If you ignore a particular detail in the Alita: Battle Angel trailer, it’s totally unmemorable. Just another sci-fi blockbuster with a cyborg lead. Unfortunately, that detail is impossible to ignore because it’s staring you right in the face.
We’re talking, of course, about Alita’s enlarged, anime-style eyes.
Those eyes were the only thing people talked about when the Alita trailer came out, and the consensus wasn’t great. While some fans pointed out that Alita’s a cyborg, the obvious reply is, well, “But why does she look like she’s from Frozen?” Then there’s the slightly creepy subtext of her appearance, which positions Alita as a vulnerable anime girl with big baby eyes, surrounded by realistic, non-CGI-animated men.
Thanks to an interview with Empire magazine, we now know the backstory for those eyes. Kind of. Director Robert Rodriguez defended the creative decision, saying:
“It was always [James Cameron’s] intention to create a photo-realistic version of the manga eyes that we’re so accustomed to seeing. We really wanted to honour that tradition and see that look standing next to any human character. To have the right person to emote behind it was really essential. Her origins are in the film and you understand why she looks that way. If the eyes are the windows to the soul, we have some pretty big windows. You can see a lot going on in there! When it gets to the emotional scenes it’s really uncanny and striking. And captivating!”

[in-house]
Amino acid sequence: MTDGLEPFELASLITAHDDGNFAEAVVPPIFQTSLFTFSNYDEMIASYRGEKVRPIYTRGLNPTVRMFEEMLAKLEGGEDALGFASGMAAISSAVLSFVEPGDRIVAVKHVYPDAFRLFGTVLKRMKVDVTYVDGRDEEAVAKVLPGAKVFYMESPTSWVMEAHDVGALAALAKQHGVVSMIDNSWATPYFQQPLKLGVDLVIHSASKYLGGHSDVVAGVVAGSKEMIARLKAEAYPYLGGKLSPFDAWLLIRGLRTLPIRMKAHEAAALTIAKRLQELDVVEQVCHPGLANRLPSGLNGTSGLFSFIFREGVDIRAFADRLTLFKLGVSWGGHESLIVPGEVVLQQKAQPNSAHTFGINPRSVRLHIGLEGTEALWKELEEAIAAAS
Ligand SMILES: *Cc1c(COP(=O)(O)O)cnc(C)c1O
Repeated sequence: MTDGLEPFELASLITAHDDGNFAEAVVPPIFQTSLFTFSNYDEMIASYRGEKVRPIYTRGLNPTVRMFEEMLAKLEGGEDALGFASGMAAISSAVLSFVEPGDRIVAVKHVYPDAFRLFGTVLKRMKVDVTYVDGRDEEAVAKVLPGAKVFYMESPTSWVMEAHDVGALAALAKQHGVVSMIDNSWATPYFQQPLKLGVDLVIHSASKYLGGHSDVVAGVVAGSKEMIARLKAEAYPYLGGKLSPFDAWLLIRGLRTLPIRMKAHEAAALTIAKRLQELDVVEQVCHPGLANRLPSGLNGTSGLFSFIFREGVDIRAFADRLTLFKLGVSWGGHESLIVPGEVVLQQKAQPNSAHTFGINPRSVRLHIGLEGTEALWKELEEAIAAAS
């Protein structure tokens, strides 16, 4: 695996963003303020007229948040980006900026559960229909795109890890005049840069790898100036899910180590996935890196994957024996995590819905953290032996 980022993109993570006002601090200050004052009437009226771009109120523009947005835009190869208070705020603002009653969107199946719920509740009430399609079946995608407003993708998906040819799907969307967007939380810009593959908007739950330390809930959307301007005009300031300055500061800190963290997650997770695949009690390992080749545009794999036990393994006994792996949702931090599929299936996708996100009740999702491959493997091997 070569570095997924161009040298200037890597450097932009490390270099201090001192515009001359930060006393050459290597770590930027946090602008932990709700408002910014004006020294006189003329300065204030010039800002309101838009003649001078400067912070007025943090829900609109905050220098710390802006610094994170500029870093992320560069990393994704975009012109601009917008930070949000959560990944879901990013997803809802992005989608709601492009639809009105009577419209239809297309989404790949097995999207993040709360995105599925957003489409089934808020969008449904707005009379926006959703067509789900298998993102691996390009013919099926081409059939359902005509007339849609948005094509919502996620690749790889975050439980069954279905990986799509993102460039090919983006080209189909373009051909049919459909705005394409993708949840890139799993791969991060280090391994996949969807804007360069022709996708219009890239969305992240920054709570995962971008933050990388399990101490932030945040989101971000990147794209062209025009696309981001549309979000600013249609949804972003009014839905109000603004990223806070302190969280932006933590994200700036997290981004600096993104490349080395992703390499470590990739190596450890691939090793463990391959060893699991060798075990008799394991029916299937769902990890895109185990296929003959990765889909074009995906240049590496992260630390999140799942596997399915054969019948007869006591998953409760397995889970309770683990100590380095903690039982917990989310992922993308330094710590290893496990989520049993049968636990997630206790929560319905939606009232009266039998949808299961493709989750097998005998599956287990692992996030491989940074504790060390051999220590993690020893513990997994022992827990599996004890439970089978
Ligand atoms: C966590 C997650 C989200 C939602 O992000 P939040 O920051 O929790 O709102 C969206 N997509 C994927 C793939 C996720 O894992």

“Striking” is one word for it, yes. “Uncanny” seems a little more appropriate.
Obviously, Rodriguez wasn’t going to dunk on his own movie, but he also shifts the blame somewhat. James Cameron was originally going to direct the movie and he stayed on as producer when Rodriguez stepped in. So, in the grand tradition of Avatar‘s weirdly sexualized Na’vi design, we can thank the unique creative mind of James Cameron.
While we can’t judge Alita‘s overall quality until the film is out, this feels like the latest in a long, long line of mishaps for Hollywood anime adaptations. These movies are often criticized for whitewashing their lead roles, but this time around it’s like they found a new way to misinterpret the source material. “Anime eyes” aren’t meant to be representative art; they’re a stylistic choice. Alita’s photorealistic adaptation is the equivalent of doing a live-action Simpsons movie where the actors are painted bright yellow.
Even if there’s an in-universe explanation (for instance, that the person who built Alita was a huge weeaboo), those eyes are going to be very distracting.